Turning (A Fashionable) Closet Into Cash

Walk In My Closet’s Ambre Dahan
Photo by Blanca Azcarrage

Walk In My Closet’s Ambre Dahan
Photo by Blanca Azcarraga

Stepping into the West Hollywood flagship office of the recently launched Walk in my Closet website, the operation appears as efficient as it is très chic.

Racks of designer dresses are being evaluated and priced. Neatly arranged shoes await their photo opp. White closets are teeming with items that have already been merchandized for the digital marketplace– safekeeping them until they reach their future owners.

Part designer consignment retail shop, part new media for the fashion curious, the site brings together vetted fashionistas and those — like myself — whose style edification begs a few peaks into their digital closets. 

Standing up from her desk to unveil her impeccable style — a blend of modish Parisian and California cool — site co-founder Ambre Dahan describes how the idea of Walk in My Closet took shape nearly two years ago, inspired by a ritual of exchanging favorite “looks” with her friend (and the site’s other co-founder) Amandine Rohmer.

“Everything is about sharing today. It’s part of the era,” says Dahan, a 33-year-old fashion entrepreneur who has both a business and a law degree behind her. “But there’s also so much history and attachment behind things in your closet — like what you wore when you met your husband or outfits that bring about good memories.”

And consequently, the process of documenting your closet also unveils those items you no longer need, says Dahan. The jacket that doesn’t fit quite right or those heels you’ve clung to because they cost too much to justify parting ways with despite not knowing why you bought them in the first place (I may or may not be speaking from personal experience). 

For those items, the site offers its signature “concierge” service, making the process of up-cycling your garments simpler than eBay and with a lot more luxe.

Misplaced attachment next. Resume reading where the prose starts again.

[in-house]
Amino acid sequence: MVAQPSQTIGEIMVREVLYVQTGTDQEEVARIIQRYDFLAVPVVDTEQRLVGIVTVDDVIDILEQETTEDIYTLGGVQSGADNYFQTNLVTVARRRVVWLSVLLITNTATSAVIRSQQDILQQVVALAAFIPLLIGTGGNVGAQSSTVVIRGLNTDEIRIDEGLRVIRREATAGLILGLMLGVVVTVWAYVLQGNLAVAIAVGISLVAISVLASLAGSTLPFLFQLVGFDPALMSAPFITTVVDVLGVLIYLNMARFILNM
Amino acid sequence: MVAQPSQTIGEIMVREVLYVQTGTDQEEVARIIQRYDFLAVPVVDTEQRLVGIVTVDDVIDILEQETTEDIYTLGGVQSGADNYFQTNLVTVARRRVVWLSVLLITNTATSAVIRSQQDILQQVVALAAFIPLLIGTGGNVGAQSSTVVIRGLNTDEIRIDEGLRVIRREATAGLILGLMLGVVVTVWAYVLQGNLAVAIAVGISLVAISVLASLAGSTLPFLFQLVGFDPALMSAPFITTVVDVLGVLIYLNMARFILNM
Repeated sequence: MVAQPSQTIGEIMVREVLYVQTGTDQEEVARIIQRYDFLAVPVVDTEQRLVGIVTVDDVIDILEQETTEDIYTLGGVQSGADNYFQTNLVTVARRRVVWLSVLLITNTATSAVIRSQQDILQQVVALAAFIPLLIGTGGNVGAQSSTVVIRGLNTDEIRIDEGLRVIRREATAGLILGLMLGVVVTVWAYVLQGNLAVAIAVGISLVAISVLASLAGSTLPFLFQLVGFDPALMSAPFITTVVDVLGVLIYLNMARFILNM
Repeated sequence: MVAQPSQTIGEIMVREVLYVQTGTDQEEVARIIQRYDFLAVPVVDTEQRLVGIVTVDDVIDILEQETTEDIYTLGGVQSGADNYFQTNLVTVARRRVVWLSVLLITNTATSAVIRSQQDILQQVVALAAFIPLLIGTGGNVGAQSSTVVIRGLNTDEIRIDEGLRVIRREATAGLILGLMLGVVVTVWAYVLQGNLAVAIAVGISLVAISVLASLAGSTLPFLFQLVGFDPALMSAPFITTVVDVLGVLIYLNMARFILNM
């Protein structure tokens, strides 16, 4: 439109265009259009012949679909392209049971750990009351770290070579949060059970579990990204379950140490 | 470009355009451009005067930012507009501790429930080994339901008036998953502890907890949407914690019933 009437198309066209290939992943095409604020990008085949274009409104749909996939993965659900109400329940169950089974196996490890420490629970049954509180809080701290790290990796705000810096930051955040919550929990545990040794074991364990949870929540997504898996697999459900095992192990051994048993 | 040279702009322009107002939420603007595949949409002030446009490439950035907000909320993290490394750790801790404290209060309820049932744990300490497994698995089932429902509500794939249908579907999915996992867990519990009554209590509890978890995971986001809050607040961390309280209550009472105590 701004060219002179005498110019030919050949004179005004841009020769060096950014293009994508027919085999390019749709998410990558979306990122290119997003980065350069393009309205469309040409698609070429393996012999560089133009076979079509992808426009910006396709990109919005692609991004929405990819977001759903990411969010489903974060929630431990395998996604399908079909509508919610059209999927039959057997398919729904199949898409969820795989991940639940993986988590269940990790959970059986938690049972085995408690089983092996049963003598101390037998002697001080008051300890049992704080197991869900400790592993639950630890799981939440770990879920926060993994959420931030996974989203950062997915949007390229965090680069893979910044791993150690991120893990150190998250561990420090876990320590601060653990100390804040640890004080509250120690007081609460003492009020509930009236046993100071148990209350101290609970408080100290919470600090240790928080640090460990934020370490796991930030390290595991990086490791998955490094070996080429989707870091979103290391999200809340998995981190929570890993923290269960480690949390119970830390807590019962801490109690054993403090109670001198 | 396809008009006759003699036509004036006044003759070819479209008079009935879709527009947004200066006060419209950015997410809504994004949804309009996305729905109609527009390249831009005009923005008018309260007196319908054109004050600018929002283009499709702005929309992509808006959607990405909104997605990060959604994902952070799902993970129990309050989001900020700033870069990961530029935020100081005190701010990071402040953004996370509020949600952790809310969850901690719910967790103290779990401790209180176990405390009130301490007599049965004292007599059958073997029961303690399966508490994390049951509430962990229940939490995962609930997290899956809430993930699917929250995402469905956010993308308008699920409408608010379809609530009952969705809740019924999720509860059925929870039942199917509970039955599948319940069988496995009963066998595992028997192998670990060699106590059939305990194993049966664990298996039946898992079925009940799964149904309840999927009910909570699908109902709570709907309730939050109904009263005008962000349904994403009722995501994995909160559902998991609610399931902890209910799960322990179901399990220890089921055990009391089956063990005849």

According to First Research the used merchandise industry in the United States includes about 18 thousand stores with combined annual revenue of about $13 billion. But in more fashion-conscious locales like Los Angeles and New York there is a growing niche market for luxury brand items. The challenge for entrepreneurs like Dahan and Rohmer is making the transaction — photographing, uploading, selling and exchanging payment — as ‘frictionless’ for consumers as possible. 

Dahan describes how hopeful sellers can simply email the site about the designer (gently used and in good condition) item that they wish to sell. Walk in My Closet will then send the shipping label, list the item and award the seller the earnings. Concierge treatment requires 35 percent commission. Or, users can list the item on  for 25 percent.

In conjunction with the consignment store, the site has also offers a new forum of fashion social media, fusing elements of Facebook, Instagram, Twitter and Pinterest. 

The Instagram part involves uploading pictures of clothes from your actual closet and cataloguing them in your digital closet. The iPhone app for seamless uploading was released this week. As Dahan says, it’s an excellent opportunity to survey what you already have in your closet in order to “round out” your collection. It’s not about quantity, she explains; rather, it’s about quality and learning to evaluate which pieces you’ll get the most use out of. 

“People sit on a lot of money in their closets,” she says. “It’s nice to indulge in something new and not clutter with a bunch of things you don’t really need.”

From there, users can create “wish lists” of items that will compliment the round-out process. Also, there’s the option of creating a mood board (á la Pinterest) and a profile about yourself so those who want to follow your closet and join your “clique” can get to know you.

Those who already have their closets on display include some of the world’s most fashion-forward insiders including New York magazine editors, Paris fashion designers, L.A. stylists and even Joe Dahan (founder of Joe’s Jeans and Ambre’s husband).

But don’t let that intimidate you. Dahan wants everyone to upload their closets to the site. “Yes, there’s a sense of ‘fashion insider’ but we want to keep it democratic,” she says. All that’s required to join is an email address.

And to prove that point, Dahan even asked me to join. And yes, I had to Google almost every designer she had mentioned when I got home.